WikiLeaks Posts Mysterious 'Insurance' File

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posted on Aug, 25 2010 @ 08:46 PM

Originally posted by bikeshedding
Oh, there was once a WikiLeaks thread
That simply would not turn up dead
Each morn when I logged in
Someone posted again
Without getting what had been said.

1) There is only one Afghan War Diary "insurance" file released by WikiLeaks. One. Not two, not forty, not three thousand. Just one. It has a SHA1 hash of cce54d3a8af370213d23fcbfe8cddc8619a0734c. Any file that doesn't match that hash is not the insurance file that we're talking about or is an incompletely downloaded version of that file.

2) Just because something says "100%" doesn't necessarily mean that it is, just that the software thinks so. While you can generally rely on it to be correct (assuming that the software was well developed and tested), that doesn't mean it always will be, especially when a significant amount of data is being downloaded. As ArMaP noted, this is why hashes are typically provided. Once one has downloaded the insurance file, one should be able to generate a hash from it (using whatever software is available for his or her operating system to do checksum calculation). If the hash does not match cce54d3a8af370213d23fcbfe8cddc8619a0734c, then the file is NOT the one that WikiLeaks released.

[edit on 25-8-2010 by bikeshedding]

So you talked to wikileaks and assange and confirmed this. That they are not sending out different files for some reason. When you talk to him again ask him for the password

posted on Aug, 26 2010 @ 09:47 AM
reply to post by jlafleur02

It's plainly there on the Afghan War Diary page. If they released other files, why wouldn't they link them there? This thread is about the file named "insurance.aes256" available for download from the WL Afghan War Diary page that matches the aforementioned SHA1 hash. If there is a file that does not meet those criteria, then that file is certainly not the one that I've been discussing.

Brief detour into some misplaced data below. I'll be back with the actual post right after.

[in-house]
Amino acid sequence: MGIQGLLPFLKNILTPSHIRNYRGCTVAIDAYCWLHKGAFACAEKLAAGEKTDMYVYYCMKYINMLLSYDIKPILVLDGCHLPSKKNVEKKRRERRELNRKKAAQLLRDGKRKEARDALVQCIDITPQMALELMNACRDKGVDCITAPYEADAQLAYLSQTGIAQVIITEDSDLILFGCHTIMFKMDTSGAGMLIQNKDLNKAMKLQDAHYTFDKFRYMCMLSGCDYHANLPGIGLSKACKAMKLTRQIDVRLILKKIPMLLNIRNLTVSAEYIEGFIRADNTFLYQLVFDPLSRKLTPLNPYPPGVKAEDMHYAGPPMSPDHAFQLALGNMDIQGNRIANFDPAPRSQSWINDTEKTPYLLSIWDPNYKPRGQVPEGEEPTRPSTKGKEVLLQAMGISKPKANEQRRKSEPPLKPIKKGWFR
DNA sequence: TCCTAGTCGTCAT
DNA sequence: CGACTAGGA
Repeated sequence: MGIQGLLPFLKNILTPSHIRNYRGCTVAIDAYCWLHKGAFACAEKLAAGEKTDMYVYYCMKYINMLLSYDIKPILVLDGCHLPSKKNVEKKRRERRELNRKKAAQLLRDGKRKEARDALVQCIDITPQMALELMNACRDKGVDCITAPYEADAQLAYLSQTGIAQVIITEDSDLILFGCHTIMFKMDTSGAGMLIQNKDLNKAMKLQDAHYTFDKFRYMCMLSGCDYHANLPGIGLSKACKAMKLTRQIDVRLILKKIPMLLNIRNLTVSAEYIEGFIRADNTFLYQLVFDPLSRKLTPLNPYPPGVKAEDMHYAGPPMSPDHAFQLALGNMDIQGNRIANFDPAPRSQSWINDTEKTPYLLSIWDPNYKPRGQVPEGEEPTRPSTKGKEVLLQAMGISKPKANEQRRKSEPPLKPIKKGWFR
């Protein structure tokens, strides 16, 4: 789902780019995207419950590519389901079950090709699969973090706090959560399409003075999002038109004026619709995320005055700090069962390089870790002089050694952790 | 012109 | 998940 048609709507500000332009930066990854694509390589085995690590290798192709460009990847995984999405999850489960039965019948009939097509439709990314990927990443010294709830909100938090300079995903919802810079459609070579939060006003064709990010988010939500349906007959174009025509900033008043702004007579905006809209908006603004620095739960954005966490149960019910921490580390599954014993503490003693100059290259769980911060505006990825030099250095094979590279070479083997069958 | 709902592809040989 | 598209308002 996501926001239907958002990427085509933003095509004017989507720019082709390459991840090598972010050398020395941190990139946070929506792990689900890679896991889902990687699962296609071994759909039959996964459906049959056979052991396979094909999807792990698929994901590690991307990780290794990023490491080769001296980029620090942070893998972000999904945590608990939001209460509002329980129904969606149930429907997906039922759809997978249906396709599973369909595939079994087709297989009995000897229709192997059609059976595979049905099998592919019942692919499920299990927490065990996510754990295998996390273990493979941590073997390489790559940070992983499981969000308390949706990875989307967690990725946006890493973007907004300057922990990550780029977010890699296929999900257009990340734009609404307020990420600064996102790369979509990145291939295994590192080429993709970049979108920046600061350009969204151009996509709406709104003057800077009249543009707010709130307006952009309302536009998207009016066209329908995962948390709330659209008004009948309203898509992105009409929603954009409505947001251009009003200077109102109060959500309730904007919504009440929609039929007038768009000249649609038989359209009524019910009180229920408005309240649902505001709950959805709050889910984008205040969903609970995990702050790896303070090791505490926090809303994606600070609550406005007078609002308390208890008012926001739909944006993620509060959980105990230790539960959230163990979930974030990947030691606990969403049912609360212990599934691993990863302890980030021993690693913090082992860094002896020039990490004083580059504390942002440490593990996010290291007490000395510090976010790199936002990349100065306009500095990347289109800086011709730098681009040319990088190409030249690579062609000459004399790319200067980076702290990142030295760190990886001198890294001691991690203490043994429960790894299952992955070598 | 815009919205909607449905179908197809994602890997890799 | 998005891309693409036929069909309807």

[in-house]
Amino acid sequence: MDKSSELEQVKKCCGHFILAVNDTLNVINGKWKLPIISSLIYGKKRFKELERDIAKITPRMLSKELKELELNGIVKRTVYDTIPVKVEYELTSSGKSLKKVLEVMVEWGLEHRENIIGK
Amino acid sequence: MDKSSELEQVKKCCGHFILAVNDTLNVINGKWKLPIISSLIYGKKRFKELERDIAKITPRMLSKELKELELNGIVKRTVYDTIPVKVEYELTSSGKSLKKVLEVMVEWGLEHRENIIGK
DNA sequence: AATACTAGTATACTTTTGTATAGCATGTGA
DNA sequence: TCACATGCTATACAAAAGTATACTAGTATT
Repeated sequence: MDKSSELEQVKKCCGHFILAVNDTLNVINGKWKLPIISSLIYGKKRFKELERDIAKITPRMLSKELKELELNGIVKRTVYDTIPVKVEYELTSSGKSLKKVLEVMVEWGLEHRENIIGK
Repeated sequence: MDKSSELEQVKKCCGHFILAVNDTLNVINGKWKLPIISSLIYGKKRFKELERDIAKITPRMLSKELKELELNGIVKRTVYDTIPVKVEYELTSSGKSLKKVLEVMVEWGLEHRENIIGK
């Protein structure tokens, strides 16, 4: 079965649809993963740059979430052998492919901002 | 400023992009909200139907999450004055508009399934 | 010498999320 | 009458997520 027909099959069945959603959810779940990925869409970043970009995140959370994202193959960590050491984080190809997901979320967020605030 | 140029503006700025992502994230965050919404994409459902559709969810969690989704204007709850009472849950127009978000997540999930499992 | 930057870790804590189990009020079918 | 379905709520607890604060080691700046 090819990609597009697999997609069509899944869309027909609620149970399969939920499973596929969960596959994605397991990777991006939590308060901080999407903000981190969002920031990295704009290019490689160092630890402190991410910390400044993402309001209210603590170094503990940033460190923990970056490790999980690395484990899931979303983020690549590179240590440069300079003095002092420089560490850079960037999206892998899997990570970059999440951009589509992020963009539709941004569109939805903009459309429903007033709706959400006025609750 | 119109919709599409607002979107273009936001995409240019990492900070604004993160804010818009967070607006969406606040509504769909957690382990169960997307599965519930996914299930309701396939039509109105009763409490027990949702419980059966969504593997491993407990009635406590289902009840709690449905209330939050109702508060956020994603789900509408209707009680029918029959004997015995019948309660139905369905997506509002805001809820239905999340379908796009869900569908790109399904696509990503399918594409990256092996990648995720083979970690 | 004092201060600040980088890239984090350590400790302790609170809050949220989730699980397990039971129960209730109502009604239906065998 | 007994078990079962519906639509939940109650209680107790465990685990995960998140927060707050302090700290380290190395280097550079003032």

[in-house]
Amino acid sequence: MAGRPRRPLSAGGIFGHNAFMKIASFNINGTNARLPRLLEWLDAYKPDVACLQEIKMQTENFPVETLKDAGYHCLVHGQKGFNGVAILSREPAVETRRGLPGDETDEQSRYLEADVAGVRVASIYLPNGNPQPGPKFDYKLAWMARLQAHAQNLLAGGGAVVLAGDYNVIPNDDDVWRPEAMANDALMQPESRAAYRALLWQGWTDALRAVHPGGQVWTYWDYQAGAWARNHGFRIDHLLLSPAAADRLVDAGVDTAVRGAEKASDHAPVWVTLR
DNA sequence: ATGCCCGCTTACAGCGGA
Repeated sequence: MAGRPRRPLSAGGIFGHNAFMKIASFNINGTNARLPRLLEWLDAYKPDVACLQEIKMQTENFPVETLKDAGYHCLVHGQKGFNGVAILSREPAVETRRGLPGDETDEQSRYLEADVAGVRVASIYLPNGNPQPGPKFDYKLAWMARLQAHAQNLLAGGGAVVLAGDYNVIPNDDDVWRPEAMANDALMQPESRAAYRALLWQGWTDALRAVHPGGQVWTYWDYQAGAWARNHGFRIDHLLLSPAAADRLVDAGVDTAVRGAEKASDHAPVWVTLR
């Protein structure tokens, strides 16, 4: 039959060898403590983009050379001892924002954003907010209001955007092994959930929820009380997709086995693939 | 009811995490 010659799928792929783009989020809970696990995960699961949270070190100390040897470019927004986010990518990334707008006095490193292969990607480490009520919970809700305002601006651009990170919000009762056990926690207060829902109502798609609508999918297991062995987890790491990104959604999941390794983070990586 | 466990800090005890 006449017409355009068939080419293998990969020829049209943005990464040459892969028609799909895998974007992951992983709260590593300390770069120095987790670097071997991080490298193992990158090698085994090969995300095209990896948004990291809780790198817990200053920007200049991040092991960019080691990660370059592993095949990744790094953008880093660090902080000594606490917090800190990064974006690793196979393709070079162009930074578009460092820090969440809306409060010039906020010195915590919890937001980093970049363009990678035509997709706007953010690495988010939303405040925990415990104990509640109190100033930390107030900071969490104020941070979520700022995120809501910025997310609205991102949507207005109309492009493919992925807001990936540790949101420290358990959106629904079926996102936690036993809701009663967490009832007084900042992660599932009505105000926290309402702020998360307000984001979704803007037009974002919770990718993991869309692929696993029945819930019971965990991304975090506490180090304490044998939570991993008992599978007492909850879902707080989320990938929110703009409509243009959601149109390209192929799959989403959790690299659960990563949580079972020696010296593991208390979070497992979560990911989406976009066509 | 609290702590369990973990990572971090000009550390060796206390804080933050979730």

The SHA1 hash, the file, it's all on the page. The SHA1 hash has not been changed since the day the file was put on the page, which means the file hasn't been changed since that date. Admittedly, it *could* mean that no one ever compared the file and hash, but since I know that I did so on the day that it was released, I can discount this possibility. Whether you choose to believe that is up to you. Feel free to try and find an archived original of the Afghan War Diary page to verify that the hash hasn't changed. Any "insurance" file that anyone has that is not on that page or does not match that hash came from a specious source or was incompletely downloaded from the WikiLeaks site. That has everything to do with how checksums work and nothing to do with WikiLeaks. I don't have to talk to Assange to know that, and denying it is honestly just denying reality.


$ cat original.txt good_download.txt bad_download.txt
I am the complete, original source file.
I am the complete, original source file.
I am the complete, original source file

Notice that the period character is missing from the contents of bad_download.txt, but not from the contents of good_download.txt.

Now let's compare hashes to see which of our files was properly downloaded. I'm using MD5 in this example. WikiLeaks used SHA1 instead.

$ md5sum original.txt good_download.txt bad_download.txt
59a628b5db2671bd00ac6fc9d0389ee9 original.txt
59a628b5db2671bd00ac6fc9d0389ee9 good_download.txt
2c4de95f2566d32898479ebd7434746f bad_download.txt

Notice the wildly different hash for bad_download.txt. This is due to the fact that just a single character is missing from bad_download.txt. Notice that the hash for good_download.txt matches that of the original.txt file, because it was fully and completely downloaded. The bad_download.txt file, while principally the same thing (just missing a character) as good_download.txt, appears to be a different file if all you do is look at the checksum or file size.